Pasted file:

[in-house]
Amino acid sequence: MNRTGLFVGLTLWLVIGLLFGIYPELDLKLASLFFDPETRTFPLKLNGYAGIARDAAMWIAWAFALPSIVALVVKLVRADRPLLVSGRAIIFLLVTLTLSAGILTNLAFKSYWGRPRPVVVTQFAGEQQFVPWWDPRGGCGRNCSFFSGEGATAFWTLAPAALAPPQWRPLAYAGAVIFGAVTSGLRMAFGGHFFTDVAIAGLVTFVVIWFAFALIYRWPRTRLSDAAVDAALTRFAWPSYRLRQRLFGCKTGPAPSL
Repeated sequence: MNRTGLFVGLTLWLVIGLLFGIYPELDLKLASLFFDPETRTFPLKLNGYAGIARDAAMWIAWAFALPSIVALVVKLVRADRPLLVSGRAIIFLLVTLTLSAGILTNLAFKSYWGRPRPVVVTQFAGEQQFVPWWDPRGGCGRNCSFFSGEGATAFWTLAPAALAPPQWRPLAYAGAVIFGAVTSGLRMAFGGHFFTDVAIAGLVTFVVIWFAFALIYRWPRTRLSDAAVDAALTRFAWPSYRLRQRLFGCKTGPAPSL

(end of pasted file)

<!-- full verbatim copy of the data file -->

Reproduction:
[in-house]
Amino acid sequence: MNRTGLFVGLTLWLVIGLLFGIYPELDLKLASLFFDPETRTFPLKLNGYAGIARDAAMWIAWAFALPSIVALVVKLVRADRPLLVSGRAIIFLLVTLTLSAGILTNLAFKSYWGRPRPVVVTQFAGEQQFVPWWDPRGGCGRNCSFFSGEGATAFWTLAPAALAPPQWRPLAYAGAVIFGAVTSGLRMAFGGHFFTDVAIAGLVTFVVIWFAFALIYRWPRTRLSDAAVDAALTRFAWPSYRLRQRLFGCKTGPAPSL
Repeated sequence: MNRTGLFVGLTLWLVIGLLFGIYPELDLKLASLFFDPETRTFPLKLNGYAGIARDAAMWIAWAFALPSIVALVVKLVRADRPLLVSGRAIIFLLVTLTLSAGILTNLAFKSYWGRPRPVVVTQFAGEQQFVPWWDPRGGCGRNCSFFSGEGATAFWTLAPAALAPPQWRPLAYAGAVIFGAVTSGLRMAFGGHFFTDVAIAGLVTFVVIWFAFALIYRWPRTRLSDAAVDAALTRFAWPSYRLRQRLFGCKTGPAPSL